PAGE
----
- Tom Hiltachk, former big tobacco PR hotshot and fake-grassroots-group front man;
- Kathy Fairbanks, former anti-consumer fake-grass-roots-group worker for the insurance industry with “a lengthy history of serious misconduct;”
- Maryann Marino, big-money backed corporate darling and front-group organizer, known for her tireless work against corporate liability for consumer injury;
- Corporate trade group American Tort Reform Association, representing interests of member corporations such as Philip Morris, Dow Chemical, Exxon, Kraft Foods, and (yes, you guessed it!) Monsanto.
A recent AlterNet article discuses the deceptive (but effective) strategy by which corporate entities try to trick consumers into voting against their own interests: cloak greedy seedy consumer-harming goals with fake ‘grass-roots’ front groups, who then pretend to advocate for consumers — by supporting legislation benefitting corporate backers at consumer expense. Brilliant! Yet (predictably) sleazy.
The Coalition Against Costly Food Labeling Proposition (CACFLP) runs a website called stopcostlyfoodlabeling.com, giving the impression that this is a group concerned about protecting consumers’ wallets. But the website lists only one consumer group in its coalition – Consumers Coalition of California. A search of the IRS.gov site turns up nothing on this group. According to the coalitions’ 2009 990-Form published on Guidestar.org, this Torrance, Calif.-based coalition describes itself as “Research and oriented community education studies and info for residential and small businesses advocating on issues affecting major legislation.” The group has no website. No other national or California-based consumer groups are listed on the CACFLP site…
… The newly launched website, Find Our Common Ground, may not fit in the heavy-hitter category, but it’s another example of a thinly veiled attempt by a group to look as if it’s working for small farmers, gardeners, and health-conscious folks. The group also has a facebook page, to help spread its folksy message.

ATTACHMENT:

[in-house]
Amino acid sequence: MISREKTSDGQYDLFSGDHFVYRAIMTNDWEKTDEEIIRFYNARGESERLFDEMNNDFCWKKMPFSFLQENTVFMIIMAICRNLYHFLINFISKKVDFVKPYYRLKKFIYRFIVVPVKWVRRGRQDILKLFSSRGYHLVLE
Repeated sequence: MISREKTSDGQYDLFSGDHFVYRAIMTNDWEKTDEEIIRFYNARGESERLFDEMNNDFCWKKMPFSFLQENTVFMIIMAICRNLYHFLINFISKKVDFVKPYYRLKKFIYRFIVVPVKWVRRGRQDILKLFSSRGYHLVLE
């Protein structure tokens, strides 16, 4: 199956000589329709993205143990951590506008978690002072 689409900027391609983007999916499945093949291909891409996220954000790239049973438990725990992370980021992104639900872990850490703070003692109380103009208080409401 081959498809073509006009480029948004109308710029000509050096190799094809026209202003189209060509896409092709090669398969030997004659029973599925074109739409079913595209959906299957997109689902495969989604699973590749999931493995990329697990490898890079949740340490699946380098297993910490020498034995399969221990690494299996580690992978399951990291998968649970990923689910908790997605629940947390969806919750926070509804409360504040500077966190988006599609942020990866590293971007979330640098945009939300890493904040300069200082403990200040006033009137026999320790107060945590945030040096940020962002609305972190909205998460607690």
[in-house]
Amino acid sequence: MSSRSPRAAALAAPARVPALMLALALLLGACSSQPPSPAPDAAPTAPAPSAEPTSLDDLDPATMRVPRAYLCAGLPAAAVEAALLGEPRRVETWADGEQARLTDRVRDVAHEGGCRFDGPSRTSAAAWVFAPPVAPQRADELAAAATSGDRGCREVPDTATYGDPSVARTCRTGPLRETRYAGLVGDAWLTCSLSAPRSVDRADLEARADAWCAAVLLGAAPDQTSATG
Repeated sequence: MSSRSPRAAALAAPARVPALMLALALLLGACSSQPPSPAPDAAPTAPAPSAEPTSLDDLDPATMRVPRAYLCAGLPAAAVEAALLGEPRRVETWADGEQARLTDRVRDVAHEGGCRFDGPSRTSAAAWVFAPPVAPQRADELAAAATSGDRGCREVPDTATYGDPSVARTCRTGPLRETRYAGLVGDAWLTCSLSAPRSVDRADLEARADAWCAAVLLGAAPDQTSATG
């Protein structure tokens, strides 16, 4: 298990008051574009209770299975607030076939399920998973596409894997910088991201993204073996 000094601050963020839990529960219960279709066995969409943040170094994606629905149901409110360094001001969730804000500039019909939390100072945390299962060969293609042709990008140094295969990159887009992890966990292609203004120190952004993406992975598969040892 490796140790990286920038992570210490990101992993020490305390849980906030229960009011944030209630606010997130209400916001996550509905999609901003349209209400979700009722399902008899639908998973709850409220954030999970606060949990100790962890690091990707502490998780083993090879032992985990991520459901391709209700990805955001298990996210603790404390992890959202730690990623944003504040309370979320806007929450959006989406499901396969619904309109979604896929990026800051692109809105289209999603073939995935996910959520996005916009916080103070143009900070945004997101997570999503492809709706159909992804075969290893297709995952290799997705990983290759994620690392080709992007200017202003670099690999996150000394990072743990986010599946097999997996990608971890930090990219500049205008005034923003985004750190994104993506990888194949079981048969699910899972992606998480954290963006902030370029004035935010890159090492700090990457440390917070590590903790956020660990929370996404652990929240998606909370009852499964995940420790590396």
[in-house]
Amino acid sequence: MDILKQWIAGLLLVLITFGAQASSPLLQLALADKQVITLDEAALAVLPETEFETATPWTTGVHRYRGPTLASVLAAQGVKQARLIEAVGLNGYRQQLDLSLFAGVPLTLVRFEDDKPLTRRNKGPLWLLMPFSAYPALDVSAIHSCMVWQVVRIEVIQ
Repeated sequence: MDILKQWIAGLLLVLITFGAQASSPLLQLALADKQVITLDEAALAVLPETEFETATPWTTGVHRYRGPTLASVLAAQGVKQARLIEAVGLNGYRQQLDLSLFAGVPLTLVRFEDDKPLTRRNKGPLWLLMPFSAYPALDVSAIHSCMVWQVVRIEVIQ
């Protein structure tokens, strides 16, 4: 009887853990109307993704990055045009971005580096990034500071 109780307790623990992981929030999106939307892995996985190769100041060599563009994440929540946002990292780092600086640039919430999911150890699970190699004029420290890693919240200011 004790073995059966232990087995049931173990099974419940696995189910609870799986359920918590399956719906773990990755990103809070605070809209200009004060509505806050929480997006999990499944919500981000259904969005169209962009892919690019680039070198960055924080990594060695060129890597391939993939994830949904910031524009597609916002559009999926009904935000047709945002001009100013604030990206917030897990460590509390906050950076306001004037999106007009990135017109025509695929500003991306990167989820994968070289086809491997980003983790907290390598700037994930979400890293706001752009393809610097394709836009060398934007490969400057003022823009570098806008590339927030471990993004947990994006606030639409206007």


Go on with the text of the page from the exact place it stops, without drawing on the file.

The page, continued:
The message? Direct from the group’s website:
“Consumers aren’t getting the real story about American agriculture and all that goes into growing and raising their food. We’re a group of volunteer farm women and we plan to change that by doing something extraordinary. Our program is called CommonGround and it’s all about starting a conversation between women who grow food, and the women who buy it. It’s a conversation based on our personal experience as farmers, but also on science and research. Our first goal is to help consumers understand that their food is not grown by a factory. It’s grown by people and it’s important to us that you understand and trust the process. We hope you’ll join in the conversation.”
The message maker? A quick search on Wois.com reveals that Osborn Barr Communications, a PR company with ties to – who else? – Monsanto – owns the domain name. Osborn Barr specializes in agriculture and rural communities and is used to create front groups for their clients. In 2006, Monsanto hired Osborn Barr to work on the controversial recombinant Bovine Growth Hormone issue, so Osborn Barr set up American Farmers for Advancement and Conservation of Technology (AFACT), a pro-rbGH farmer front group.
Fiction, Deception, and Spin: What Science Is Not